Did you know that ancient grains have been consumed by Aztec warriors, offered to the Gods by the Greeks and Romans, and played a fundamental role in the success of the Inca people? The roots of various ancient grains can be traced back hundreds–some, even thousands–of years and most of these grains remain unchanged in the form we continue to eat them in today!

The ancient grains listed below are all gluten free, and full of vitamins, minerals, fibre and antioxidants sometimes hard to obtain when consuming a gluten-free diet (NOTE: Not all ancient grains are gluten free, just the ones discussed here!). Those who omit meat from their life can also turn to ancient grains, as many of these grains are complete proteins, meaning that they contain all nine essential amino acids essential for human nutrition. It’s rare to find this type of protein in plant foods, as they are mostly only found in meat. But what’s the actual nutritional breakdown of these grains, and what’s the best way to serve them? Read on to find out!


Amaranth was a staple of the Aztec people, and was used both as food and as part of their religious ceremonies. It’s full of calcium, iron, magnesium, potassium, iron, phosphorous, and contains all the essential amino acids to make it a complete protein. Amaranth also has cholesterol lowering properties, which is good for heart health. Try enjoying Amaranth as a breakfast food, as they do in India, Peru and Nepal. It takes on a porridge-like texture when cooked, and will keep you feeling full until lunch!

Nutritional Profile (1 cup cooked)

  • Calories: 251
  • Fat: 4g
  • Sodium 15mg
  • Carbohydrates: 46g
  • Fibre 5g
  • Protein 9g


People eating Buckwheat can be traced as far back as 4000 B.C. in the Balkan region of Europe. It contains all of the essential amino acids, and is rich in protein, calcium, manganese, potassium, and zinc. Buckwheat groats are great in hot cereals, soups, or as a healthier alternative to refined flour in baked goods. Try out our recipe for Awesome Banana Buckwheat Corn Cakes!

Nutritional Profile: (1 cup uncooked)

  • Calories: 583
  • Fat: 6g
  • Sodium: 2mg
  • Carbohydrates: 122g
  • Fibre: 17g
  • Protein 23g


In Mayan, ‘chia’ means ‘strength’. Chia is boasted as one of the main foods in the Aztec diet, and this ancient civilization attributed much of their warriors’ stamina to this tiny seed. They contain a healthy amount of omega 3s and antioxidants, and are incredibly versatile in how they are served. Chia seeds don’t have a very strong flavour, and can be included in recipes to boost nutrition and add texture. They form a gel-consistency when added to liquids, so can be substituted for eggs, added to soups, baked goods, smoothies and more for some added energy. Try out our recipes for Green Chia Seed Pudding, and our Chia Hemp Breakfast Smoothie!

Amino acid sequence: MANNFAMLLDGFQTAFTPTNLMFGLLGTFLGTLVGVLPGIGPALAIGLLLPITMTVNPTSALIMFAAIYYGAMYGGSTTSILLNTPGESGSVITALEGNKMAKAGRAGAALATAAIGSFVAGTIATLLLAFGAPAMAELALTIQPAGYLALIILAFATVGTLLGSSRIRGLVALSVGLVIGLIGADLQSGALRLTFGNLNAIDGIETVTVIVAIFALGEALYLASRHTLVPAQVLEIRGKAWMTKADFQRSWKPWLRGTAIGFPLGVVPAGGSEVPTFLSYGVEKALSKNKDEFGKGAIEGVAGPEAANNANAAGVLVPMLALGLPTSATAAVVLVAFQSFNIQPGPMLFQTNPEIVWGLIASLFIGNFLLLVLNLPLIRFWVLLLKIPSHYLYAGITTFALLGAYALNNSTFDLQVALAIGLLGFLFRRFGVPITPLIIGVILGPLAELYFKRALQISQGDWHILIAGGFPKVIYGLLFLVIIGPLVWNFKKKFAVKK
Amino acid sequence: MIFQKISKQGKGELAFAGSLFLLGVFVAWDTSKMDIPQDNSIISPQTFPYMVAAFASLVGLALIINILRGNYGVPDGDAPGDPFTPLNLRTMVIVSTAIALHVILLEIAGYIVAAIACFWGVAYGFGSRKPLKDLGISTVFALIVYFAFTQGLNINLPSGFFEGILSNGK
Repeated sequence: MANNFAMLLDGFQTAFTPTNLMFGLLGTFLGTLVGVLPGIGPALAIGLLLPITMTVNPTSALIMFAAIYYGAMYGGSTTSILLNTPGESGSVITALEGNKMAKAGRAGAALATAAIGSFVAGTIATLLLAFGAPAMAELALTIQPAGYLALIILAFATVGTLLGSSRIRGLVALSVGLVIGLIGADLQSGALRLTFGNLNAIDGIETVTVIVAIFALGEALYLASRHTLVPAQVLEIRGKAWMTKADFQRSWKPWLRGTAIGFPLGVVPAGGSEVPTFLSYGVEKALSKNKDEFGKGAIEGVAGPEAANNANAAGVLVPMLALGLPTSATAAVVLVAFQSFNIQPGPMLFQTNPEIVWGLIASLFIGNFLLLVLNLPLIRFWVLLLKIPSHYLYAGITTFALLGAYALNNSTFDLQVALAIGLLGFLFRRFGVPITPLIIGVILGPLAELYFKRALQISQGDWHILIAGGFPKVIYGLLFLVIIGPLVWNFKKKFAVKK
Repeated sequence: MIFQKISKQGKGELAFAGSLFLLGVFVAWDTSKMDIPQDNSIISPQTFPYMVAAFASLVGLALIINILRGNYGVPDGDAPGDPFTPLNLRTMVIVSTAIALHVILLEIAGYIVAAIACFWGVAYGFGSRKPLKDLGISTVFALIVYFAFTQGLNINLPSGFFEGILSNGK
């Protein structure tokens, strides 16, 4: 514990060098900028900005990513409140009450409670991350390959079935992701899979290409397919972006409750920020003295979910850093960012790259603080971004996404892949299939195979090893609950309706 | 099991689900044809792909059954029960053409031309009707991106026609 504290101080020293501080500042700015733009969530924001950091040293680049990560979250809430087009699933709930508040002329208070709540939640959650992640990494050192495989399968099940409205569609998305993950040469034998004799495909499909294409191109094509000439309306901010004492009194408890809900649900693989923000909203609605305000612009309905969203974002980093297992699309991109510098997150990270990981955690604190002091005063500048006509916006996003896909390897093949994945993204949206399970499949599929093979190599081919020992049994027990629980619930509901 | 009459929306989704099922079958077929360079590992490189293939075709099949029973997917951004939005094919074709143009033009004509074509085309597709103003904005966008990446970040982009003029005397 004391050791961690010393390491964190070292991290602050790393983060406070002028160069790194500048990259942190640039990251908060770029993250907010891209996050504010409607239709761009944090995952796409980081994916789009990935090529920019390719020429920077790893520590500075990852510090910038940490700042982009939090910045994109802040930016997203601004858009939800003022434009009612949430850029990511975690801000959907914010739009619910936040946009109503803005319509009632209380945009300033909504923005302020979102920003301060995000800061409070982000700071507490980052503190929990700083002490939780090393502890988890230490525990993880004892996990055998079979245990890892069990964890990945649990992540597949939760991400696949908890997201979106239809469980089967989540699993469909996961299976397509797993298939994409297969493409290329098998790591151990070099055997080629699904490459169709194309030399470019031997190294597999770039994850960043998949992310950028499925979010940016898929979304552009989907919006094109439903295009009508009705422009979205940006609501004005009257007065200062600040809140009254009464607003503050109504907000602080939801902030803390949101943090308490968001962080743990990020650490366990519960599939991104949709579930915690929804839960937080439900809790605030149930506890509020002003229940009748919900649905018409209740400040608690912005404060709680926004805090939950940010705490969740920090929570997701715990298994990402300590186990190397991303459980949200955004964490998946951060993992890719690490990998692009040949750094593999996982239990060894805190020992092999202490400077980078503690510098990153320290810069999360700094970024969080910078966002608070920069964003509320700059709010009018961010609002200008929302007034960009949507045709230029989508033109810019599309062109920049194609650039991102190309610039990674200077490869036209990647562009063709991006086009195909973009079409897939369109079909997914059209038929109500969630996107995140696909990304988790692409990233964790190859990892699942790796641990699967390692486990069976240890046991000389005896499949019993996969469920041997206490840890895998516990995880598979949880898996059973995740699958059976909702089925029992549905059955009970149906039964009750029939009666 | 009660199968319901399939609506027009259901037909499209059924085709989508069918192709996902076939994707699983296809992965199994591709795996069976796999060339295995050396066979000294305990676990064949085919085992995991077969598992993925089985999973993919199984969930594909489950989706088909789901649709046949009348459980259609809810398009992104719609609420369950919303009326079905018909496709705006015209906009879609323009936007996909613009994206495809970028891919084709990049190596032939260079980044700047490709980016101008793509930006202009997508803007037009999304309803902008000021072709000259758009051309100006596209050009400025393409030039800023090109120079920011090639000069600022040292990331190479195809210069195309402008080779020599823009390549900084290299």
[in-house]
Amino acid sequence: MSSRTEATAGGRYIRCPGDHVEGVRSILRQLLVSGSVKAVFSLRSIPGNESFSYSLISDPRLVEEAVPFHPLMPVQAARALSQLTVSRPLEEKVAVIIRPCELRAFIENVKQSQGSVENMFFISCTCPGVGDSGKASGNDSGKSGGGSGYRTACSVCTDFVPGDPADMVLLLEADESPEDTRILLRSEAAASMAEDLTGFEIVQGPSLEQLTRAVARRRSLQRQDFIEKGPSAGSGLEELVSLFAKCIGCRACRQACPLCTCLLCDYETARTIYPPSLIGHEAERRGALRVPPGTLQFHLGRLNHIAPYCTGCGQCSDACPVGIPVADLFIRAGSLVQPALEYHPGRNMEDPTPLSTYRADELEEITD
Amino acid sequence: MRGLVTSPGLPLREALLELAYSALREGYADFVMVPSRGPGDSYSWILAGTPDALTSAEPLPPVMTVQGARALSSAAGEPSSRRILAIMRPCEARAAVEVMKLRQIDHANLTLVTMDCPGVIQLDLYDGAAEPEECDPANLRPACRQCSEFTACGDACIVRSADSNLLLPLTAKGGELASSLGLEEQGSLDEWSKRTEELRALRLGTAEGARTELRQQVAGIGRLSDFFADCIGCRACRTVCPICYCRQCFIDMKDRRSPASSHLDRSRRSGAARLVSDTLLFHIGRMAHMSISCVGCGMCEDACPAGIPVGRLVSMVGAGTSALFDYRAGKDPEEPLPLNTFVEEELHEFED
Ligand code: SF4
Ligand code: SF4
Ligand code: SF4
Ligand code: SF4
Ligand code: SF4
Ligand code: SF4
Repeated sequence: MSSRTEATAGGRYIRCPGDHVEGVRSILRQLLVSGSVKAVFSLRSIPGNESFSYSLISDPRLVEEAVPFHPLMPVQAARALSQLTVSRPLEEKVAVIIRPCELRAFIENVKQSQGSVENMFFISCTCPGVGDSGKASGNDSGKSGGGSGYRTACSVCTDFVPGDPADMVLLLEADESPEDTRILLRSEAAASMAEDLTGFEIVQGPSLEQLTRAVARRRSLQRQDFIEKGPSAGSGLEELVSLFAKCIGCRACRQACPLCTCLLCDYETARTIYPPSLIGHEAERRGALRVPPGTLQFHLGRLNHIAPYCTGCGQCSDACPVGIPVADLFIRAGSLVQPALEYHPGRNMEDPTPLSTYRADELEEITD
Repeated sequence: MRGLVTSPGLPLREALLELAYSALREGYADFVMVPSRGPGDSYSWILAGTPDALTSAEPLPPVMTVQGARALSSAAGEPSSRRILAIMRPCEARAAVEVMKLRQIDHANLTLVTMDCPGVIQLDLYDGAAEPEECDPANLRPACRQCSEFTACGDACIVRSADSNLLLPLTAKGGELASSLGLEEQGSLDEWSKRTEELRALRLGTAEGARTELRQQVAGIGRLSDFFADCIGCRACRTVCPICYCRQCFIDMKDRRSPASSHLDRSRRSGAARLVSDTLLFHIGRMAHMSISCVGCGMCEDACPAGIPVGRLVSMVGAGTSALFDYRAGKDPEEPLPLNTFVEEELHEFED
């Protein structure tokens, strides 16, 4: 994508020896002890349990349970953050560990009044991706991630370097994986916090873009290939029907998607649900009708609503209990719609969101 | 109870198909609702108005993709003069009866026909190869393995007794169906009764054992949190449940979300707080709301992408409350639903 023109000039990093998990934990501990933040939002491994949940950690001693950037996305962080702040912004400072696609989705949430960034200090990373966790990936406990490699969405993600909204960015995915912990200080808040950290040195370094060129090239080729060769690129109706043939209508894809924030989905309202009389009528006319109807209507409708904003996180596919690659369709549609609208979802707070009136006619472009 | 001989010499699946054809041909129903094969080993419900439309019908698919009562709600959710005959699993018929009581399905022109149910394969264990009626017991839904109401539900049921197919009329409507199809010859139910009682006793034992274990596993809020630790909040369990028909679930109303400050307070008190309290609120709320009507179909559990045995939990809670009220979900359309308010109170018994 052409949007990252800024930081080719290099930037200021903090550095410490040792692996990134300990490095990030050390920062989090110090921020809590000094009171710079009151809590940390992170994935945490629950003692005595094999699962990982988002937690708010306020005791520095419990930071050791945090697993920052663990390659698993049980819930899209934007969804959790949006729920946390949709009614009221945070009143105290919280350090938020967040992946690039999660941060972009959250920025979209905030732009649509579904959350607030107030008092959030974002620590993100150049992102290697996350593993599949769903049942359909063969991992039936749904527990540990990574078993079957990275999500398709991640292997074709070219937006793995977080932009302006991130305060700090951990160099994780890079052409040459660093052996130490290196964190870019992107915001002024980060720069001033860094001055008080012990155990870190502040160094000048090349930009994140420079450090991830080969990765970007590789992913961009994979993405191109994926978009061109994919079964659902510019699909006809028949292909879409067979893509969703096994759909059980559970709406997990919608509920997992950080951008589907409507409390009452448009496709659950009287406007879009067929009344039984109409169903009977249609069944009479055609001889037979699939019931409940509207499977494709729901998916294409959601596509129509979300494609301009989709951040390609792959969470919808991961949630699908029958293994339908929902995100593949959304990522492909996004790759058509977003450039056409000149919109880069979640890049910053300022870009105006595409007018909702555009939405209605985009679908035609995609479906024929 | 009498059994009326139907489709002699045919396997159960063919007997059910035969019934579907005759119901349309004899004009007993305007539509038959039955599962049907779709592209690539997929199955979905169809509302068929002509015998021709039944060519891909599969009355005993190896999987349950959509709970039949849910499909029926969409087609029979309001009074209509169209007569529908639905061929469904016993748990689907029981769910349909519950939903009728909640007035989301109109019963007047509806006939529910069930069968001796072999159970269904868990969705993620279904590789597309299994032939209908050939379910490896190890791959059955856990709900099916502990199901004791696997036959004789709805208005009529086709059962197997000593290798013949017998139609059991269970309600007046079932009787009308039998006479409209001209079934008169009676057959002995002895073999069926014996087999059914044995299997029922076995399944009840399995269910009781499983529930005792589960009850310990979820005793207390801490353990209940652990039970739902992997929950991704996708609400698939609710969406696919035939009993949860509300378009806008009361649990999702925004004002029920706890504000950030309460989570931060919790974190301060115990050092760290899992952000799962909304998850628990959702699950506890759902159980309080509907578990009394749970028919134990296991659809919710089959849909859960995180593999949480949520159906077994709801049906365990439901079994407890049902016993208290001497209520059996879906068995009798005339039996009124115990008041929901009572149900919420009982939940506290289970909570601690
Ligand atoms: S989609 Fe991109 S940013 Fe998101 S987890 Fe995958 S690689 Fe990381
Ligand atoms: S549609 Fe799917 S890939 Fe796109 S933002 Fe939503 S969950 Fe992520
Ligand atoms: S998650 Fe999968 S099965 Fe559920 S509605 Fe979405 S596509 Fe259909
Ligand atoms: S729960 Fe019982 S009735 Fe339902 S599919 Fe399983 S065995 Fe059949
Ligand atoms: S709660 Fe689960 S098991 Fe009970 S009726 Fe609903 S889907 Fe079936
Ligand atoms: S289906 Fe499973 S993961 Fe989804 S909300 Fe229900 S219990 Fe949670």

Nutritional Profile: (2Tbsp)

  • Calories: 137
  • Fat: 9g
  • Sodium: 5mg
  • Carbohydrates: 12g
  • Fibre: 11g
  • Protein: 4g


Millet is a complex carbohydrate, and prebiotic food, and a staple of the Himalayan Hunzas, people who have enjoyed notable good health and longevity. While millet is high in protein, fibre and B vitamins, the grain also contains serotonin for stress, niacin for lowering cholesterol, and magnesium which helps with migraines. With a subtly sweet, nutty flavour, millet’s texture can range from fluffy to creamy depending on cooking style. It can be cooked into a breakfast porridge, thrown into salads, or added to most meals where you would normally use rice (stirfrys, soups, or side dishes).  

Nutritional Profile: (1 cup cooked)

  • Calories: 207
  • Fat: 2g
  • Sodium: 3mg
  • Carbs: 41g
  • Fibre: 2g
  • Protein: 6g


Quinoa was dubbed ‘mother of all grains’ by the Incas, and has been considered a superfood for at least a few millenia. Quinoa is a complete protein, is rich in magnesium, phosphorus, potassium, fibre, and is a good source of calcium for vegans, or those who are lactose-intolerant. Quinoa is also high in antioxidants, and is incredibly easy to incorporate into recipes. Don’t forget that when cooking quinoa, it’s important to rinse off the naturally bitter coating called saponin. Try quinoa under a Vegan Coconut Curry, as a breakfast with Mango Curried Yogurt, in an Apple Chicken or Tofu salad, or in a Tabbouleh or Pea Pilaf!

Nutritional Profile: (1 cup cooked)

  • Calories: 222
  • Fat: 4g
  • Sodium: 13mg
  • Carbohydrates: 39g
  • Fibre 5g
  • Protein 8g


Sorghum is a staple food in parts of Asia and West Africa, and contains a multitude of health benefits. Sorghum is said to prevent certain types of cancer, help control diabetes, improve digestive health, promote strong bones, and increase red blood cell development. Sorghum is an amazing alternative in rice bowls–try our recipe for Nori Bowls or experiment with your favourite rice bowl recipes! Sorghum also works great served either warm or cold in salads.

Nutritional Profile: (1 cup uncooked)

  • Calories: 651
  • Fat: 6g
  • Sodium: 12mg
  • Carbohydrates: 143g
  • Fibre: 12g
  • Protein: 22g


Teff has been a staple quick cooking grain in Ethiopia and Eritrea.This tiny grain is also incredibly tough against harsh environmental conditions including waterlogged areas, high altitudes, dry heat, droughts, and is not prone to plant diseases. It’s also a great source of vitamin C, iron, and protein. Try making a teff porridge for breakfast, use it in place of flour in baked goods, or use it as a base in homemade veggie burgers!

Nutritional Profile: (1 cup uncooked)

  • Calories: 708
  • Fat: 5g
  • Sodium: 23mg
  • Carbohydrates: 141g
  • Fibre: 15g
  • Protein: 26g

If you follow a gluten-free diet, need more plant-based protein, or are looking for a healthier alternative to refined flour, you’ll never regret introducing ancient grains into your meals. What are your favourite ways to use ancient grains?


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